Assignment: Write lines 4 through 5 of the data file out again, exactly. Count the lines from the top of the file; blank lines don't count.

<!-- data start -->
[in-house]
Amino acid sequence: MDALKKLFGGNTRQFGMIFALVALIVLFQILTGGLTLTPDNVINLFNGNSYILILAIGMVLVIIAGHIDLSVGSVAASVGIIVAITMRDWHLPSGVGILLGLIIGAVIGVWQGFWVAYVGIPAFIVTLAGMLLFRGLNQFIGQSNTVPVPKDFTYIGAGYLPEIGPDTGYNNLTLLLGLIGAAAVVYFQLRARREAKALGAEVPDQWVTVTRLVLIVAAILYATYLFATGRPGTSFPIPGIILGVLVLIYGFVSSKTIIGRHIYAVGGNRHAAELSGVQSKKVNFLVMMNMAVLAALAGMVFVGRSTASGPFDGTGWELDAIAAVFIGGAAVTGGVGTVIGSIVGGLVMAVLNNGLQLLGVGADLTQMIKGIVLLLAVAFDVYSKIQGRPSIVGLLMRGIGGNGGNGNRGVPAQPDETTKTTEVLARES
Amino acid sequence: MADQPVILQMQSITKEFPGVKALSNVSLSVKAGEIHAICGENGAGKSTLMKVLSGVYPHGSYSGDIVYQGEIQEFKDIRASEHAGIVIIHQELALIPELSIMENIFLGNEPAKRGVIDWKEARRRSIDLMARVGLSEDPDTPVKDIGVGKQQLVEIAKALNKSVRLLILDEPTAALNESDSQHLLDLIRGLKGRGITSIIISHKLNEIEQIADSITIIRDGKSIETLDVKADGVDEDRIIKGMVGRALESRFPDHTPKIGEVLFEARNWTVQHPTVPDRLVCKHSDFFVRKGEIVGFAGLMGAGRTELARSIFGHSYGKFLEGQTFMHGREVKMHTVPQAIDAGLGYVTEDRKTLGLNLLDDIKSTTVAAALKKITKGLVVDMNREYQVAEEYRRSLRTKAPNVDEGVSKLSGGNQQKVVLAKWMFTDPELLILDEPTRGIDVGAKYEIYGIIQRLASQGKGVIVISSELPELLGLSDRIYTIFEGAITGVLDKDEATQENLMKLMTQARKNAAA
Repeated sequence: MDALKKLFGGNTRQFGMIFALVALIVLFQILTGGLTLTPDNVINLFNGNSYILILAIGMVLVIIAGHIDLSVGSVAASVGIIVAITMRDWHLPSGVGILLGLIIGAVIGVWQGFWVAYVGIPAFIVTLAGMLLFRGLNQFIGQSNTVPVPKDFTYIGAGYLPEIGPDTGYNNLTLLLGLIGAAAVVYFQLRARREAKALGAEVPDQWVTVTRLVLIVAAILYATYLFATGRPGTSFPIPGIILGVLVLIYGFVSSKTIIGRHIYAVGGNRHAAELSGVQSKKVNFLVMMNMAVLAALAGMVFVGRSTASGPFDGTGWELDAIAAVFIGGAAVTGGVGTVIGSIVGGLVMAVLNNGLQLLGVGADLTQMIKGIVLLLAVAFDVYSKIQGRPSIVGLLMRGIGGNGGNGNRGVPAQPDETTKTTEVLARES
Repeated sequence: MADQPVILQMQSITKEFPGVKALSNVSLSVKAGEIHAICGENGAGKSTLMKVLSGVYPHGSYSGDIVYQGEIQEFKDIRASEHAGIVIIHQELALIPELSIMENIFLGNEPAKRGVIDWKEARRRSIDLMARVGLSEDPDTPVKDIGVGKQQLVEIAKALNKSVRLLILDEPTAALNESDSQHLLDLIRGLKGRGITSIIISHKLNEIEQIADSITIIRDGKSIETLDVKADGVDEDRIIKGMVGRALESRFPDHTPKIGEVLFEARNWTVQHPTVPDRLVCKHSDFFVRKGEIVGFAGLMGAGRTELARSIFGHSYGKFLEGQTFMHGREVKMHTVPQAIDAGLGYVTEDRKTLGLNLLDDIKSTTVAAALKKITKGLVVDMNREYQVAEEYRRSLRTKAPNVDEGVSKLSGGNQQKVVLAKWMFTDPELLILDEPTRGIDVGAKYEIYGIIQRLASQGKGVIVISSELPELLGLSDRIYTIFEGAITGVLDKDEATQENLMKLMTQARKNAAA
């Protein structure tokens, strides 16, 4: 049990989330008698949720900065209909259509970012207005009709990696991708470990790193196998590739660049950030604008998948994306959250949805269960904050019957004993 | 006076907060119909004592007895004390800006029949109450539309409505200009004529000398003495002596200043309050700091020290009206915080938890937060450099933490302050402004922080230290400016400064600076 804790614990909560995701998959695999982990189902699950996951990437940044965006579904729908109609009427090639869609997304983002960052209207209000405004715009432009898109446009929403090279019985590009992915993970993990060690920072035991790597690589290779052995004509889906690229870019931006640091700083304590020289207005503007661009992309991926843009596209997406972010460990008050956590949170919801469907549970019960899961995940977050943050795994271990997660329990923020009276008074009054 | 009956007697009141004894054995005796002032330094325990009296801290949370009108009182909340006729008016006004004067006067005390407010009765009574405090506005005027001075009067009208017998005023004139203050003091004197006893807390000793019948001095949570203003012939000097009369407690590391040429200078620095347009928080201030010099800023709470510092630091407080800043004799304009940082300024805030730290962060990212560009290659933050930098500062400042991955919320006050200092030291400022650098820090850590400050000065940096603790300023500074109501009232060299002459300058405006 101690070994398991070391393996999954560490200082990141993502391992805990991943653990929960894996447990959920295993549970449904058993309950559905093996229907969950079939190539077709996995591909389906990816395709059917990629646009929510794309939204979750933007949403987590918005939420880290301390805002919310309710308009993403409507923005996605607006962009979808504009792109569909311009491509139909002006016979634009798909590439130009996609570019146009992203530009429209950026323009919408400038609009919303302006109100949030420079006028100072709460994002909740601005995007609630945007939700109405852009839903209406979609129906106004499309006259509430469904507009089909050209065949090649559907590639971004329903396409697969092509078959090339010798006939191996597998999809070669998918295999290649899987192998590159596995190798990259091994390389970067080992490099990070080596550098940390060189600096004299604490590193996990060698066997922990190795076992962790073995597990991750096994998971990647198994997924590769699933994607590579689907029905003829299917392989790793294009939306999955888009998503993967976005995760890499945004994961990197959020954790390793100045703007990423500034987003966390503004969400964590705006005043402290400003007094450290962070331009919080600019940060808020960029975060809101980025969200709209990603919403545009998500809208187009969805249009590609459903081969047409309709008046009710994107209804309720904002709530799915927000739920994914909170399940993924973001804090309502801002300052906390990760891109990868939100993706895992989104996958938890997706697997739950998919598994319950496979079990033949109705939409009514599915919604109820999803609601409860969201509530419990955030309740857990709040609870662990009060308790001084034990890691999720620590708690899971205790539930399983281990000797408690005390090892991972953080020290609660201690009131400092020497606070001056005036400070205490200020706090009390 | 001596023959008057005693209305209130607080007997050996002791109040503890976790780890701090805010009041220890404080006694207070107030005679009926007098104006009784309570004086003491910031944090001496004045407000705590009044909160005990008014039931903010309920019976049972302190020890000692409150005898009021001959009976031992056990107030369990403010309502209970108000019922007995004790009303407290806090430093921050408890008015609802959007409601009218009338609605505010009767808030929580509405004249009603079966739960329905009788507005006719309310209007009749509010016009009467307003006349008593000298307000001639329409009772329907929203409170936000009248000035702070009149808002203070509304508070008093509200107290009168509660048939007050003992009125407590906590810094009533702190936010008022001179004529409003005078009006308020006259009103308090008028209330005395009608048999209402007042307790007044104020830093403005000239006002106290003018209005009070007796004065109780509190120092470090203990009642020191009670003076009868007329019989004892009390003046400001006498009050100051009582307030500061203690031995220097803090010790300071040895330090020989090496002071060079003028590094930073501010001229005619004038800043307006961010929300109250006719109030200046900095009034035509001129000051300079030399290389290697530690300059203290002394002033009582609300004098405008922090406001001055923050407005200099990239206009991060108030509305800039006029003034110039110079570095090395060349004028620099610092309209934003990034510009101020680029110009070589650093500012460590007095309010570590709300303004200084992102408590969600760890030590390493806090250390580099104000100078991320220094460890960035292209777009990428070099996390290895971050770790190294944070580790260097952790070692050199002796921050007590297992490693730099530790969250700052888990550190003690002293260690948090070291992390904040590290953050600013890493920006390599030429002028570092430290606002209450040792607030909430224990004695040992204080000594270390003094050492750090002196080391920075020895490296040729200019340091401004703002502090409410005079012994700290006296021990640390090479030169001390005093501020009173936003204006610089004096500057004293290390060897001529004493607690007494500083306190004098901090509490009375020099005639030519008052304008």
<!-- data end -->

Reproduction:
Repeated sequence: MDALKKLFGGNTRQFGMIFALVALIVLFQILTGGLTLTPDNVINLFNGNSYILILAIGMVLVIIAGHIDLSVGSVAASVGIIVAITMRDWHLPSGVGILLGLIIGAVIGVWQGFWVAYVGIPAFIVTLAGMLLFRGLNQFIGQSNTVPVPKDFTYIGAGYLPEIGPDTGYNNLTLLLGLIGAAAVVYFQLRARREAKALGAEVPDQWVTVTRLVLIVAAILYATYLFATGRPGTSFPIPGIILGVLVLIYGFVSSKTIIGRHIYAVGGNRHAAELSGVQSKKVNFLVMMNMAVLAALAGMVFVGRSTASGPFDGTGWELDAIAAVFIGGAAVTGGVGTVIGSIVGGLVMAVLNNGLQLLGVGADLTQMIKGIVLLLAVAFDVYSKIQGRPSIVGLLMRGIGGNGGNGNRGVPAQPDETTKTTEVLARES
Repeated sequence: MADQPVILQMQSITKEFPGVKALSNVSLSVKAGEIHAICGENGAGKSTLMKVLSGVYPHGSYSGDIVYQGEIQEFKDIRASEHAGIVIIHQELALIPELSIMENIFLGNEPAKRGVIDWKEARRRSIDLMARVGLSEDPDTPVKDIGVGKQQLVEIAKALNKSVRLLILDEPTAALNESDSQHLLDLIRGLKGRGITSIIISHKLNEIEQIADSITIIRDGKSIETLDVKADGVDEDRIIKGMVGRALESRFPDHTPKIGEVLFEARNWTVQHPTVPDRLVCKHSDFFVRKGEIVGFAGLMGAGRTELARSIFGHSYGKFLEGQTFMHGREVKMHTVPQAIDAGLGYVTEDRKTLGLNLLDDIKSTTVAAALKKITKGLVVDMNREYQVAEEYRRSLRTKAPNVDEGVSKLSGGNQQKVVLAKWMFTDPELLILDEPTRGIDVGAKYEIYGIIQRLASQGKGVIVISSELPELLGLSDRIYTIFEGAITGVLDKDEATQENLMKLMTQARKNAAA